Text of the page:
California’s new state accountability tool is based on eight Local Control Funding Formula Priority Areas. In addition to data about achievement in math and English language arts, we now have data on how English learners and their language development, student suspension rates, school attendance, and details on how each of our students groups are developing based on these multiple measures. High schools will be measured on graduation rates and how well they prepare students for college and careers. In the future, the new accountability system may replace the need for the ACT and SAT for college entrance in the CA university and state college systems.
This change from one focus to a range of different topics will allow us to not only focus on the whole child, but help support local decision-making by providing more information to support our ongoing Local Control and Accountability Plan development. In addition, the new system is based not only on how our students performed and how we met the eight state priority areas this year, but also how much we have improved from past years. This is called, “status and change” and when we combine status and change, we get a color.
Schools and districts will receive one of five color-coded performance levels on the state indicators. From highest to lowest, the five performance levels are: blue, green, yellow, orange, red, with green being the target to reach. The overall performance level that LEAs and schools receive is based on how current performance (status) compares to past performance (change). This will help provide a more complete picture of performance than a point-in-time snapshot, along with recognizing improvement as part of overall performance.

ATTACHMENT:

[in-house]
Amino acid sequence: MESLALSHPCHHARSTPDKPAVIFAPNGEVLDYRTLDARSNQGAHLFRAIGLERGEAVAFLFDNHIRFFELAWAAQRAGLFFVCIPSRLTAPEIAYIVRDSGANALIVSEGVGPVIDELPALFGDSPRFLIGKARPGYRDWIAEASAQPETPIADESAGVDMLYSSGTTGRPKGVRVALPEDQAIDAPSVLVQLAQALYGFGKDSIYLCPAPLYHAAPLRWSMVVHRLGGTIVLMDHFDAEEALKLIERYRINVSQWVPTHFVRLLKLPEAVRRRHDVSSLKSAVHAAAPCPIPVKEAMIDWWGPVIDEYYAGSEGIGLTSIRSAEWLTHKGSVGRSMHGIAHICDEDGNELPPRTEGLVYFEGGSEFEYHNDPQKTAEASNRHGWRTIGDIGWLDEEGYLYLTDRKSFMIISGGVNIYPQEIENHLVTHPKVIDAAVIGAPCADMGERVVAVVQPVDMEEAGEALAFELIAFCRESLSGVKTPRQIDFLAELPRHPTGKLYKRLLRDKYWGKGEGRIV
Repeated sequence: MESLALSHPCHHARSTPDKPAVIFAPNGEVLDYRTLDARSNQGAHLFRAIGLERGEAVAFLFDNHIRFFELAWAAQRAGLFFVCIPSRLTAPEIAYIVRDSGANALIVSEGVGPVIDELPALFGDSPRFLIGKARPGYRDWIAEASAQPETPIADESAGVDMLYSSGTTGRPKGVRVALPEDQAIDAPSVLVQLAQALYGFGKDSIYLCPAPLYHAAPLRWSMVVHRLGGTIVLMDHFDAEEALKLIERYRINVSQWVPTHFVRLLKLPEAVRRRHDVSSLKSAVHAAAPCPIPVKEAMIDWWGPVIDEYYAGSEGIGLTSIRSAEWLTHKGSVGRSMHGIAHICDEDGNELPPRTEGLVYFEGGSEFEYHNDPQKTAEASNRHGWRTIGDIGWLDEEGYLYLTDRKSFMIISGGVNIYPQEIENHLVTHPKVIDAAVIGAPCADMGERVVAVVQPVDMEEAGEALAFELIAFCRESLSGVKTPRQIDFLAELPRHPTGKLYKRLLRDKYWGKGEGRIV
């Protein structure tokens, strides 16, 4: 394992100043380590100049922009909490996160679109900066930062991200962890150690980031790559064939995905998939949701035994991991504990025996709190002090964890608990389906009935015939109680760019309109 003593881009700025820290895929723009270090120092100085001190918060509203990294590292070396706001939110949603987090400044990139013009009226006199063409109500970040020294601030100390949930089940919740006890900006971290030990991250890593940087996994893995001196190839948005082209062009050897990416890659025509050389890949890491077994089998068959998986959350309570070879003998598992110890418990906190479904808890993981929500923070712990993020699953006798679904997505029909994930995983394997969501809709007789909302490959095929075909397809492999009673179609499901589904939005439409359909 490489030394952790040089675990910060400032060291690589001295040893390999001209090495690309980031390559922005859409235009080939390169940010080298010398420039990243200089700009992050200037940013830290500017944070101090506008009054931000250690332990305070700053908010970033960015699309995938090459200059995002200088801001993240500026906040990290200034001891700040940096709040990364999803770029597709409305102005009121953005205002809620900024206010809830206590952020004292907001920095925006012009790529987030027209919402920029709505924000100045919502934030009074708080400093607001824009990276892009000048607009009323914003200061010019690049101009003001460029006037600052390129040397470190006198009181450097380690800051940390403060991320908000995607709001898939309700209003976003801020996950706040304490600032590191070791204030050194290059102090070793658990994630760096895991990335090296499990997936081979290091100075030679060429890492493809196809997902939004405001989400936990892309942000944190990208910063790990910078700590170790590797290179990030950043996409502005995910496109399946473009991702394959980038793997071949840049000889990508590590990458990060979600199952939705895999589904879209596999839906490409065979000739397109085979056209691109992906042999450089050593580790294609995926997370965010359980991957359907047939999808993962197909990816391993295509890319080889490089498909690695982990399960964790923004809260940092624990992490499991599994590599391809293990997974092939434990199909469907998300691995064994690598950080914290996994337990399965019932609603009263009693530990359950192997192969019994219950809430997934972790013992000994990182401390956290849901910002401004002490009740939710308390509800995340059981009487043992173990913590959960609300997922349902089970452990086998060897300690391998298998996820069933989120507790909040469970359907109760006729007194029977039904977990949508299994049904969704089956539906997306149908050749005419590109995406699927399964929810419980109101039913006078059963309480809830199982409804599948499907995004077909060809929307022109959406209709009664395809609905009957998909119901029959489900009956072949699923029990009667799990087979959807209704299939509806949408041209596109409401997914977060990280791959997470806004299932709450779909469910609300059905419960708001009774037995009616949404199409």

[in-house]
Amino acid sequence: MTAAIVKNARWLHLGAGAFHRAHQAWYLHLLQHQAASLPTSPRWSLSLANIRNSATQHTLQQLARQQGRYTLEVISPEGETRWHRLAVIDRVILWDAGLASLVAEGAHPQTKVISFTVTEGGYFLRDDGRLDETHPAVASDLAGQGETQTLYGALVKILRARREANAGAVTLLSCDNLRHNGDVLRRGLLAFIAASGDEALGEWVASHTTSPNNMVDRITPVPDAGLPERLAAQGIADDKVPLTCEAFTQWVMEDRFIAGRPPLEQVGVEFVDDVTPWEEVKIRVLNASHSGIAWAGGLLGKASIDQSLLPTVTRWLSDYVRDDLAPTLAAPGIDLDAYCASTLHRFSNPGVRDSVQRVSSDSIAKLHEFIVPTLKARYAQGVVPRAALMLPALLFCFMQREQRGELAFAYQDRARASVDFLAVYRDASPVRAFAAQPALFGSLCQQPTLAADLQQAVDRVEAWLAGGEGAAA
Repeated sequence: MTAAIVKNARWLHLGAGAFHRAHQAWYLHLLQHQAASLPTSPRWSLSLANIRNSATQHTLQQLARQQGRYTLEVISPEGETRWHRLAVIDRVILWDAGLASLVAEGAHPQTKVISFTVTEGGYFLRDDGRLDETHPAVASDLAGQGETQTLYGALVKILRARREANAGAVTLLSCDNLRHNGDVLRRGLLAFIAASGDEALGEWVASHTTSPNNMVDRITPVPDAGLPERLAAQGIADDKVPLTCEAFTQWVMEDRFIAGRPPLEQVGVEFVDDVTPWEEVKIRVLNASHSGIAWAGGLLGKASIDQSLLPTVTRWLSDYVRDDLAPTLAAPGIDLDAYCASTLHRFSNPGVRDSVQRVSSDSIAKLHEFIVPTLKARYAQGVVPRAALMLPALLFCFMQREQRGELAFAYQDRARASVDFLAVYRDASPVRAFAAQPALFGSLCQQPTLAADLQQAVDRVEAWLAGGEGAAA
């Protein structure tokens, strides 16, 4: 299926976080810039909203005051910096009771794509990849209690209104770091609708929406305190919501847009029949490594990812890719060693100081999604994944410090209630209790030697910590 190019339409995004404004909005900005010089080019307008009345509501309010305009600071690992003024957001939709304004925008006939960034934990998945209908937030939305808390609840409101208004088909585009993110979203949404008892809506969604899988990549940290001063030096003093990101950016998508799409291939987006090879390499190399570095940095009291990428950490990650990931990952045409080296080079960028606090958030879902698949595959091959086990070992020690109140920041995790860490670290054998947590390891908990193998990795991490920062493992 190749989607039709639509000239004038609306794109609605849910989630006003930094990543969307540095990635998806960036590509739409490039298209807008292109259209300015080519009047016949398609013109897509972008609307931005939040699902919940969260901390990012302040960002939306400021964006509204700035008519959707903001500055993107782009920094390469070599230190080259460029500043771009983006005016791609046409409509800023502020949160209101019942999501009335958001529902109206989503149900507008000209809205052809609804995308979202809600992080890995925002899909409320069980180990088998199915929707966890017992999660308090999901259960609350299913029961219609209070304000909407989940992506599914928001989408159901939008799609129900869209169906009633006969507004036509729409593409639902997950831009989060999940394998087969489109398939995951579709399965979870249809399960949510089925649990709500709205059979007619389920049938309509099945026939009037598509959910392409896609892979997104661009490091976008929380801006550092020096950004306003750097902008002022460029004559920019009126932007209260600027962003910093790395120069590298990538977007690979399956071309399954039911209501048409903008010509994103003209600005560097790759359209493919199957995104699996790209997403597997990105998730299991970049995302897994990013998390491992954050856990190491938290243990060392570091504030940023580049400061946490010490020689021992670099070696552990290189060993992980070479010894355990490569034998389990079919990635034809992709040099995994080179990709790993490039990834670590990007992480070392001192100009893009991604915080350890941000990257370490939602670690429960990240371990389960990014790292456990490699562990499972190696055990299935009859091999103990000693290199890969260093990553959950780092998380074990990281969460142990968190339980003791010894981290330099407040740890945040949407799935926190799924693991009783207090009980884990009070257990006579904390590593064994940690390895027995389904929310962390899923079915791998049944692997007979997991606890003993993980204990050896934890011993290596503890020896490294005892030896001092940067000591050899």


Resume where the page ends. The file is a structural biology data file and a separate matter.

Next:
Performance levels are calculated using percentiles to create a “5 by 5” reference chart that combines status and change. Just as a report card enables students to figure out how they’re doing and how they need to improve, the Dashboard will provide us with information about areas for improvement and areas of excellence.